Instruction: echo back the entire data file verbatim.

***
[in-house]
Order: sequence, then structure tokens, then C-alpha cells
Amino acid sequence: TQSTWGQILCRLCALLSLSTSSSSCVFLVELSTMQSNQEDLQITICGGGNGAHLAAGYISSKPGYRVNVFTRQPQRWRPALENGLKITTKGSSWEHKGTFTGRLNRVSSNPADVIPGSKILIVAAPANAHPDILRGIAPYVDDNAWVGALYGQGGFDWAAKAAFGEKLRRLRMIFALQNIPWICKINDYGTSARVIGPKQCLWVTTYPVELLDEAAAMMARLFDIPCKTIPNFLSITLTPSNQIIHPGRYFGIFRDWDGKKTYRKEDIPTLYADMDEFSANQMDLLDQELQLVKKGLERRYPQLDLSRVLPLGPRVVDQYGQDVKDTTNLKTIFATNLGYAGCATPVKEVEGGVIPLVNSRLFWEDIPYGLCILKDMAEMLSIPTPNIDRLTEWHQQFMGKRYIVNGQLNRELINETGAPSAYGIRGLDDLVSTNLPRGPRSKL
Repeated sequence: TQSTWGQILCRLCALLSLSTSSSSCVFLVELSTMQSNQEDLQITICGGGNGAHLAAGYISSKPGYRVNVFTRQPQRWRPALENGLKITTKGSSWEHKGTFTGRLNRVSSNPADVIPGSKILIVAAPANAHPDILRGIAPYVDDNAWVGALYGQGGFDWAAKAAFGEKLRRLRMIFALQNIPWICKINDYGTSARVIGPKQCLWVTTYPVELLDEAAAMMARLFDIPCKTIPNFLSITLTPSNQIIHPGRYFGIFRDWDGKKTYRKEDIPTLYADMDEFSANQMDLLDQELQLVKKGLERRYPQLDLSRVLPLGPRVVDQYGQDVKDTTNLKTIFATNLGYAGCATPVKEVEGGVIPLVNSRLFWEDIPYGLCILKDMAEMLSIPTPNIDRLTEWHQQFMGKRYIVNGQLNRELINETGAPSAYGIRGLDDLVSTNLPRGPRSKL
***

[in-house]
Order: sequence, then structure tokens, then C-alpha cells
Amino acid sequence: TQSTWGQILCRLCALLSLSTSSSSCVFLVELSTMQSNQEDLQITICGGGNGAHLAAGYISSKPGYRVNVFTRQPQRWRPALENGLKITTKGSSWEHKGTFTGRLNRVSSNPADVIPGSKILIVAAPANAHPDILRGIAPYVDDNAWVGALYGQGGFDWAAKAAFGEKLRRLRMIFALQNIPWICKINDYGTSARVIGPKQCLWVTTYPVELLDEAAAMMARLFDIPCKTIPNFLSITLTPSNQIIHPGRYFGIFRDWDGKKTYRKEDIPTLYADMDEFSANQMDLLDQELQLVKKGLERRYPQLDLSRVLPLGPRVVDQYGQDVKDTTNLKTIFATNLGYAGCATPVKEVEGGVIPLVNSRLFWEDIPYGLCILKDMAEMLSIPTPNIDRLTEWHQQFMGKRYIVNGQLNRELINETGAPSAYGIRGLDDLVSTNLPRGPRSKL
Repeated sequence: TQSTWGQILCRLCALLSLSTSSSSCVFLVELSTMQSNQEDLQITICGGGNGAHLAAGYISSKPGYRVNVFTRQPQRWRPALENGLKITTKGSSWEHKGTFTGRLNRVSSNPADVIPGSKILIVAAPANAHPDILRGIAPYVDDNAWVGALYGQGGFDWAAKAAFGEKLRRLRMIFALQNIPWICKINDYGTSARVIGPKQCLWVTTYPVELLDEAAAMMARLFDIPCKTIPNFLSITLTPSNQIIHPGRYFGIFRDWDGKKTYRKEDIPTLYADMDEFSANQMDLLDQELQLVKKGLERRYPQLDLSRVLPLGPRVVDQYGQDVKDTTNLKTIFATNLGYAGCATPVKEVEGGVIPLVNSRLFWEDIPYGLCILKDMAEMLSIPTPNIDRLTEWHQQFMGKRYIVNGQLNRELINETGAPSAYGIRGLDDLVSTNLPRGPRSKL